Don Reisinger

Is Apple’s iPhone pricing outrageous or sound business?

Is Apple’s iPhone pricing outrageous or sound business?

Earlier this week, a teardown by IHS revealed that Apple’s iPhone 5c costs the company $173 to produce, representing a 12 percent reduction compared to the iPhone 5. The entry-level iPhone 5s, meanwhile, sets customers back $199.

The news was not at all surprising. Apple has for years been building products for a relatively cheap sum. But as Apple continues to generate massive profits and carriers sell unlocked iPhones for several hundred dollars, I can’t help but wonder if the company is going a little far with its pricing.

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Why the gold iPhone 5s is a hit

Why the gold iPhone 5s is a hit

Apple’s decision to build a gold-colored iPhone 5s is about more than just offering another color to consumers. For one thing, the margins are quite high on the device, and the more colors it offers, the more money it can make. But there’s more to the gold iPhone than meets the eye at first blush: it’ll be the bestselling iPhone yet.

As history has proven, Apple’s customers really, really like when the company delivers new colors to its handsets. When Apple started selling the white iPhone, for example, it became an immediate hit.

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Apple Can’t Rely On Design Forever

Apple Can’t Rely On Design Forever

Apple’s executives are out in full force this week, talking about their company’s unique ability to deliver designs that people love. With Jonathan Ive at the design helm, Apple believes that it can continue to be the most successful device maker in the world simply because its “eye” is better than that from other users.

But I’m here to tell Apple, its fans, and everyone else that thinks the company is invincible one very important thing: the design dominance cannot be relied on forever.

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Nobody cares the Apple TV was a no-show at Apple’s event

Nobody cares the Apple TV was a no-show at Apple’s event

After the lights went down on Elvis Costello and Apple’s September 10 iPhone event came to a close, the Internet was abuzz with stories discussing what the company didn’t announce at its event.

Surprisingly, the discussions surrounding what wasn’t announced didn’t solely reside in news about the iPad or long-lost Apple television. Instead, the Apple TV made an appearance in many of those reports, with analysts, Apple handicappers, and consumers wondering where in the world their updated set-top box was.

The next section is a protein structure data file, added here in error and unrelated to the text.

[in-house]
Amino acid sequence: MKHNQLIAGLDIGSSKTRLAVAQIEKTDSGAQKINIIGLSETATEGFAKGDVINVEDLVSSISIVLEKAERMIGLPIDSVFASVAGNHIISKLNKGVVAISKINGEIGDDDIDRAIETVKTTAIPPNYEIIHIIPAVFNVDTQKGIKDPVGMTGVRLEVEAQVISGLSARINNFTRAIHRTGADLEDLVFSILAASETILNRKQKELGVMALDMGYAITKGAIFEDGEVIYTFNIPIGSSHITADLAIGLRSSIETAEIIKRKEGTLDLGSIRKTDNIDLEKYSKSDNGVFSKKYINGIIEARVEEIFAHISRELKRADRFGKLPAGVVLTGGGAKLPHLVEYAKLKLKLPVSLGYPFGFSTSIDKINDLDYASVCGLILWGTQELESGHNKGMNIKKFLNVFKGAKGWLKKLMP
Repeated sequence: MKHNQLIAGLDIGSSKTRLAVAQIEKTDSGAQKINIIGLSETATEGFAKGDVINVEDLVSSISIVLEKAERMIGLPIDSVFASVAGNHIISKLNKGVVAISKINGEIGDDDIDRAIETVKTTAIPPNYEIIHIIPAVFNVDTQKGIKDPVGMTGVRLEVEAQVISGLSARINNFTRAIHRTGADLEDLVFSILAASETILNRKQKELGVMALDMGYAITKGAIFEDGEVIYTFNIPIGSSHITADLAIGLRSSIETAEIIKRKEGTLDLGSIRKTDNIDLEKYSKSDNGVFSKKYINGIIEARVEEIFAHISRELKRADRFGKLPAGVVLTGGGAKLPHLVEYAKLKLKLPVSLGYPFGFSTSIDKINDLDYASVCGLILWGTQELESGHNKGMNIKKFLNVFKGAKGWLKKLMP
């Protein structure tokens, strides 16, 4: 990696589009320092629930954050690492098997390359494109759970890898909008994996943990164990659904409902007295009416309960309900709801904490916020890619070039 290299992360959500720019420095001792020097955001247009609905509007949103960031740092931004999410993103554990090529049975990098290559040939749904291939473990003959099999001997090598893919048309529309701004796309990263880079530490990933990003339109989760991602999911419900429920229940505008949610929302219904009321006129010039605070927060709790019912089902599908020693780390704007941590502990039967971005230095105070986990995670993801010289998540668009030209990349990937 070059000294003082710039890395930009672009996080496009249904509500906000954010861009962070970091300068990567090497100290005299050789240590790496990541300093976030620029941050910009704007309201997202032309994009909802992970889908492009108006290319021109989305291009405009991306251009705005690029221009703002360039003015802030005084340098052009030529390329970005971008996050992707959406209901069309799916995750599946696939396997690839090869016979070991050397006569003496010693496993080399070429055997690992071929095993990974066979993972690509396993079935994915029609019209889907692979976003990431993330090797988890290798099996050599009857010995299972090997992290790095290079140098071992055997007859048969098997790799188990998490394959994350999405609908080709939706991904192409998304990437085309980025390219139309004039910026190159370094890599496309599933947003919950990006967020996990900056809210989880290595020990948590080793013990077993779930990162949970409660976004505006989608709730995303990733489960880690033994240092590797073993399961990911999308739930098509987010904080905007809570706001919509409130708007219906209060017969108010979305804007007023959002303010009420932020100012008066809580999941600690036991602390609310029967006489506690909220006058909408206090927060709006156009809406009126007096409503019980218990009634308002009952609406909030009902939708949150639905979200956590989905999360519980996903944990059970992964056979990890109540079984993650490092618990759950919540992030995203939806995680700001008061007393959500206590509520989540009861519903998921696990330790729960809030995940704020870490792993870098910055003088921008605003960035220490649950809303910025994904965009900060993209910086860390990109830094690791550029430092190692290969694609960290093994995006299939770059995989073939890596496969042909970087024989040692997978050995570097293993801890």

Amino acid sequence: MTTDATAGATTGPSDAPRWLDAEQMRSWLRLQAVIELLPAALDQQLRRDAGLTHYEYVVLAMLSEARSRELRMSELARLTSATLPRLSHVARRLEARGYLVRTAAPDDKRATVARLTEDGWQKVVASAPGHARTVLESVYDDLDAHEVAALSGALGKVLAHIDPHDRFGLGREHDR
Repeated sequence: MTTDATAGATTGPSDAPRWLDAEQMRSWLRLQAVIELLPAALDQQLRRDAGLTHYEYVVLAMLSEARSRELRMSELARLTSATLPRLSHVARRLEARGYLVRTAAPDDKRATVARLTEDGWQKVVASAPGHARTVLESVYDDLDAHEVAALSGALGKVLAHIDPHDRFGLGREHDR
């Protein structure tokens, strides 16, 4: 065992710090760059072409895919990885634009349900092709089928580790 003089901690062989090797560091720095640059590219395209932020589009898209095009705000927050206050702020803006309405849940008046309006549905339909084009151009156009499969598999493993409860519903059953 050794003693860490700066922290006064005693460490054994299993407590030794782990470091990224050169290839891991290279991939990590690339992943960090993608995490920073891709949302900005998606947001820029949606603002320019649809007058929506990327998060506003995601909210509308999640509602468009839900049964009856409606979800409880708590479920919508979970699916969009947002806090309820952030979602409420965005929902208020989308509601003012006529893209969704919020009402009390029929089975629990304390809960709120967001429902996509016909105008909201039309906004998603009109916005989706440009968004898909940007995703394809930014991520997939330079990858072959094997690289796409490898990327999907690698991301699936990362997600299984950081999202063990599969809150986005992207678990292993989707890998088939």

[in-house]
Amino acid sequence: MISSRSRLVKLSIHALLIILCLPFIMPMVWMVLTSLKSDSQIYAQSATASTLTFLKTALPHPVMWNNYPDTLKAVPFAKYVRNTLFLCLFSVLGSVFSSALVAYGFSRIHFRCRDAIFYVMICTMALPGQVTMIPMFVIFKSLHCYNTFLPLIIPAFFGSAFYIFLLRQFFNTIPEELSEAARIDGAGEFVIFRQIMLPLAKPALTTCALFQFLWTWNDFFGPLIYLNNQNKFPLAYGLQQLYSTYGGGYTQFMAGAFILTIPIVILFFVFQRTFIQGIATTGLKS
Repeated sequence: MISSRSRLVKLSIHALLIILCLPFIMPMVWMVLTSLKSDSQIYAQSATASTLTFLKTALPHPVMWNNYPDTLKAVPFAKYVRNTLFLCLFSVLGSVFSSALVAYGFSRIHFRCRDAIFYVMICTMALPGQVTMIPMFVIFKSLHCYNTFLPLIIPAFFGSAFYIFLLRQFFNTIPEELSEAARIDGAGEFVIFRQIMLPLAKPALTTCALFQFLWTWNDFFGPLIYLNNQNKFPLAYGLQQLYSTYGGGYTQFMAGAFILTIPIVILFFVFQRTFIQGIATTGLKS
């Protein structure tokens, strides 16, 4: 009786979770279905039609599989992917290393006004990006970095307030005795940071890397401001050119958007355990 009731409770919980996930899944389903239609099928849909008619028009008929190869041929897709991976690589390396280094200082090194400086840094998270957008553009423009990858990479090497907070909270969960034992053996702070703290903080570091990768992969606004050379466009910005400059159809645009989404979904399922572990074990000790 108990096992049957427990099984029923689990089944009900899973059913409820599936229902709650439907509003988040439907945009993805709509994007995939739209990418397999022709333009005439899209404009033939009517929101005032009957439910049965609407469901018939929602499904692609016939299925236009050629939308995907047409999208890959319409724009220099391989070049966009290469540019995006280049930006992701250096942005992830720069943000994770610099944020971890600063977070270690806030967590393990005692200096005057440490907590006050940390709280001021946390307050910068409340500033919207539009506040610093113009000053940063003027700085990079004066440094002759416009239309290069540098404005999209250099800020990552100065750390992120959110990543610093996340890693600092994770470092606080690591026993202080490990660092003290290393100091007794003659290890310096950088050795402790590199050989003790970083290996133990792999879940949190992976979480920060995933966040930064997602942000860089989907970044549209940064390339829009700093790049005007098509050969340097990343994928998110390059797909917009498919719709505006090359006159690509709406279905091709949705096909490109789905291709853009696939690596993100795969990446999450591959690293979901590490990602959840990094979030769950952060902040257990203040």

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Why the Mac Pro, Not the iPhone 5S, Is My Most-Anticipated Apple Product In 2013

Why the Mac Pro, Not the iPhone 5S, Is My Most-Anticipated Apple Product In 2013

With the possibility of Apple holding a special press event on September 10 looming large in the industry, the excitement surrounding the expected launch of the iPhone 5S has hit a tipping point. Everywhere one turns, they’re finding more rumors and more excitement about the possibility of Apple delivering a new smartphone.

Although I’m an iPhone owner and I’m all for investing in a new smartphone, the iPhone 5S isn’t nearly as important to me as it might be to others. Like it or not, the iPhone 5S promises to be a known quantity. So, perhaps that’s why I’m so excited for the new Mac Pro. In fact, that computer will be everything the iPhone 5S just isn’t.

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Can Ashton Kutcher’s Steve Jobs Movie Please Everyone?

Can Ashton Kutcher’s Steve Jobs Movie Please Everyone?

Earlier today, I watched a trailer for the upcoming Steve Jobs biopic, jOBS. The film, which stars Ashton Kutcher, claims to be the definitive movie source for the life and times of one of the most iconic figures in all of the technology industry.

Based on the trailer, it appears jOBS will start out the beginning of Apple, delve into the co-founder’s personal life, and talk about some of his greatest achievements. The movie will also follow some of Jobs’ greatest debacles, including being thrown out of the company he co-founded by the powers at the top.

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Why Can’t Other Tech Companies Be Apple?

Why Can’t Other Tech Companies Be Apple?